The other option available with the bank is to adopt core-independent digital native technologies which will help in scaling of the business, increasing flexibility in creating new digital environments by continuous development and deployment of software and further increasing interconnectivity specifically for this business vertical in consonance with their digital strategy.

Where the digital banking vertical of the bank intends to integrate application programming interface (API)[1] to connect with external third party application providers, then the same needs to be tested in an isolated environment before the same gets integrated in the bank’s core systems. This process of API integration further needs to be backed by comprehensive risk evaluation and adequate documentation.

It must be noted that there is no obligation on the banks to in-source the operations model for digital banking segment. The banks are free to choose between both in-sourced and out-sourced digital banking segment including DBUs. It is the encumbent upon banks to plan and put in place an in-situ or remote assisted mode arrangements in right proportion as the objective of setting up DBUs is to efficiently integrate the digital infrastructure with human touch.

Setting up of DBUs should be integral part of the digital banking strategy of the bank where the administrative structure and operational governance of the DBU is perfectly aligned with the Digital Banking segment of the bank.

In order to give a fillip to the digital banking initiatives of the bank, every DBU will be headed by a senior and experienced officer of the bank preferably a Scale III or above for Public Sector Banks. An officer of an equivalent rank will be appointed for other banks who will be designated as the Chief Operating Officer (COO) of the DBU.   

  • Safeguards for Cyber Security: In order to save the DBU from potential cyber attacks and other such dangers, the banks need to deploy adequate safeguards for cyber security for the DBUs.
  • Minimum digital services on offer: The banks have to put on offer a minimum number of digital products and services. The products on offer for the digital banking vertical should on both assets and liabilities side of the balance sheet. Digitally value added service also fall in the above category.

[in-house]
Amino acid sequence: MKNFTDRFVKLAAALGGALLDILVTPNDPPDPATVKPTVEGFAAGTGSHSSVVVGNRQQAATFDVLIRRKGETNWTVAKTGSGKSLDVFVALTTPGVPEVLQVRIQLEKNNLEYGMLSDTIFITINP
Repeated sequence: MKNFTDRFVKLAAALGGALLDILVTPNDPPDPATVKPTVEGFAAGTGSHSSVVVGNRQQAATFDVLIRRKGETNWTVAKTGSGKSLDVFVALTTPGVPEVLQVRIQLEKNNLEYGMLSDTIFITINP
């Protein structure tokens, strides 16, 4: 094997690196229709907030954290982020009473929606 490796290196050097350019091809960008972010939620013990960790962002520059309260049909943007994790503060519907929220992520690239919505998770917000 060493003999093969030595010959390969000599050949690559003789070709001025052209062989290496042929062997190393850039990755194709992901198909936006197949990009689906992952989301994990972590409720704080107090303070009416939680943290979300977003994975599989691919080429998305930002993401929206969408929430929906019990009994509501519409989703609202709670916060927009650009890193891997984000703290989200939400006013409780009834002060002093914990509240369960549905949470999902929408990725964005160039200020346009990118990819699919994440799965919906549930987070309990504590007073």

The Digital Banking Units are expected to upgrade their standardised products to more custom made products using their high quality interactive capabilities. RBI has prescribed an illustrative list of minimum number of products and self-fulfilment services that a DBU needs to offer. This does not restrict the bank to offer any other digital product or service in addition to the prescribed list to handle the needs and requirements of a particular area. Any service or product which can be offered in a digital medium through mobile banking or digital banking can be provided in the DBU.

It must be remembered that any service which has been specifically barred to be offered according to the Banking Regulations Act 1949 shall not be offered by the DBU.    

  • Increase customer awareness about digital banking: The duty of DBUs is not only limited to onboarding of customers to a fully digital environment, it also extends to offer various tools and methods for increasing hands-on customer education and awareness on the safety of digital banking products and practices so that such customers can be integrated to self-service digital banking services.

RBI has directed that this effort of digital penetration has to be translated into incremental digital penetration of the financial products and services a DBU of offering and continuous monitoring of the same needs to be done.

  • Expansion of virtual footprint: In times to come, the DBUs need to engage the services of business facilitators/ business correspondents for the purpose of increasing the virtual foothold of the DBUs. The said expansion has to be done in conformity with the prevalent regulations.
  • Digital Redressal mechanism: RBI has directed that an adequate digital dispute redressal mechanism should be put in place to provide real time assistance to the customers and redressal of their grievances arising from the products and services offered by the DBUs either directly or through business facilitators.